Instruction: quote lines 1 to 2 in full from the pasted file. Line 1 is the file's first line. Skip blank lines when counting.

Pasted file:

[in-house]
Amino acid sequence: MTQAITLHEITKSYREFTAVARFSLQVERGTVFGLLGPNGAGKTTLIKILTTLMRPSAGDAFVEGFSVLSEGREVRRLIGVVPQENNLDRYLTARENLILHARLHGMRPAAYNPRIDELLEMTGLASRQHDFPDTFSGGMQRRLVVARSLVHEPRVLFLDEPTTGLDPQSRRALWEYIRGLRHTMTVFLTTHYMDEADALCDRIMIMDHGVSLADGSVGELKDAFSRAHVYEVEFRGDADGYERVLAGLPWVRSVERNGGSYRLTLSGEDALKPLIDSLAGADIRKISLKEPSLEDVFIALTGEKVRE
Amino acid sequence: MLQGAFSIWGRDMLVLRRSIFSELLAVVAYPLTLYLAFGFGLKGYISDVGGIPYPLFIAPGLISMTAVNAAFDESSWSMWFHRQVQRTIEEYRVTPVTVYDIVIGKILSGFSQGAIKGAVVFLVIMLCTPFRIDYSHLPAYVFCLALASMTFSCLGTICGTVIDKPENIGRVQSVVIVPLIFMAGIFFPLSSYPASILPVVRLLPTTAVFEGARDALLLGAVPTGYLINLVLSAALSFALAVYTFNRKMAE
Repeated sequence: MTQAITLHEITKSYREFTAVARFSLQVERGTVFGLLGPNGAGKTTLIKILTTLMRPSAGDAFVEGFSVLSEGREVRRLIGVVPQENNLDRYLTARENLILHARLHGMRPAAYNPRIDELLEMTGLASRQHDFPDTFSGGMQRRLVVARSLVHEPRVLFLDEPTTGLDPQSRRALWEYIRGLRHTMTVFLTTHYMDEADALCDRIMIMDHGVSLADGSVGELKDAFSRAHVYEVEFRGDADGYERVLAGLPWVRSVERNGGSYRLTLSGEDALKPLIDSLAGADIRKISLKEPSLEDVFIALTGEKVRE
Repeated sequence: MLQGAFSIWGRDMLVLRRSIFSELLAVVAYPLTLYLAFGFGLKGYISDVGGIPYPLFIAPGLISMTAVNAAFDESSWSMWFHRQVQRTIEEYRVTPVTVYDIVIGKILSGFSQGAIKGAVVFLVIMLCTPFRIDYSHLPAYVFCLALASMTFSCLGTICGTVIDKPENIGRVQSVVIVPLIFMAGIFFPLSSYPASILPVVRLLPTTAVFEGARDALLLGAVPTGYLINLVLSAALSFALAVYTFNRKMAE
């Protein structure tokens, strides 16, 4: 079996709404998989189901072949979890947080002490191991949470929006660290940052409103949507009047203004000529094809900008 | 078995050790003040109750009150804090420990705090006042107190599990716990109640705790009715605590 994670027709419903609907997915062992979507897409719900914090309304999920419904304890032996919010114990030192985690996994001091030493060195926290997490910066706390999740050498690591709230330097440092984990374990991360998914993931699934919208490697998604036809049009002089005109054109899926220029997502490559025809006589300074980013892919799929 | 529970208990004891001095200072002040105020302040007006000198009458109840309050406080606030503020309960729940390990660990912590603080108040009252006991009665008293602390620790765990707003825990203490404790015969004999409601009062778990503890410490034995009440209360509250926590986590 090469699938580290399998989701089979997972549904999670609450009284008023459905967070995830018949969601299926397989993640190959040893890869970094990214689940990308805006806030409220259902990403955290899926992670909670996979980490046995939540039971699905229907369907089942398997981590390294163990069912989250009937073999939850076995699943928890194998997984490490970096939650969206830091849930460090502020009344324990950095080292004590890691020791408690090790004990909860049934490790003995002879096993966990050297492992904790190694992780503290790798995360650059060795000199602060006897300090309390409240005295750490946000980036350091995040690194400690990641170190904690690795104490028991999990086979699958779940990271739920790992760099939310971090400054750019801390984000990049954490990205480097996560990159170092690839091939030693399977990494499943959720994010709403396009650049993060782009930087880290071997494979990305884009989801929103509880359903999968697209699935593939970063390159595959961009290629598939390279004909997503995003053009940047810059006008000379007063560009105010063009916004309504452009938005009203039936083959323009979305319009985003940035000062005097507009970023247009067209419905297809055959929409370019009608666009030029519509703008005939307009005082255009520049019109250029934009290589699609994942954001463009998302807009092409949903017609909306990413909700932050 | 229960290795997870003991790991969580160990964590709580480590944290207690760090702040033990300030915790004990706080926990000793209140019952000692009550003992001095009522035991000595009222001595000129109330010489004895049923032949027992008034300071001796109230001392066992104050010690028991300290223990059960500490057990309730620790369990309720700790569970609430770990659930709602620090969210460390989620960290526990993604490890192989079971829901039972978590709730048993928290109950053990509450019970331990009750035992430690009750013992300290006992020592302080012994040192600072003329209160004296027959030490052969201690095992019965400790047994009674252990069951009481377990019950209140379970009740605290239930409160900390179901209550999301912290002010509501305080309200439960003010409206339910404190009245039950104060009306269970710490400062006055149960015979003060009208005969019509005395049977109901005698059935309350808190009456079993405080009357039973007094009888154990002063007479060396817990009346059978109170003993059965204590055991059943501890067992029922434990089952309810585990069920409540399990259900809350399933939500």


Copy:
[in-house]
Amino acid sequence: MTQAITLHEITKSYREFTAVARFSLQVERGTVFGLLGPNGAGKTTLIKILTTLMRPSAGDAFVEGFSVLSEGREVRRLIGVVPQENNLDRYLTARENLILHARLHGMRPAAYNPRIDELLEMTGLASRQHDFPDTFSGGMQRRLVVARSLVHEPRVLFLDEPTTGLDPQSRRALWEYIRGLRHTMTVFLTTHYMDEADALCDRIMIMDHGVSLADGSVGELKDAFSRAHVYEVEFRGDADGYERVLAGLPWVRSVERNGGSYRLTLSGEDALKPLIDSLAGADIRKISLKEPSLEDVFIALTGEKVRE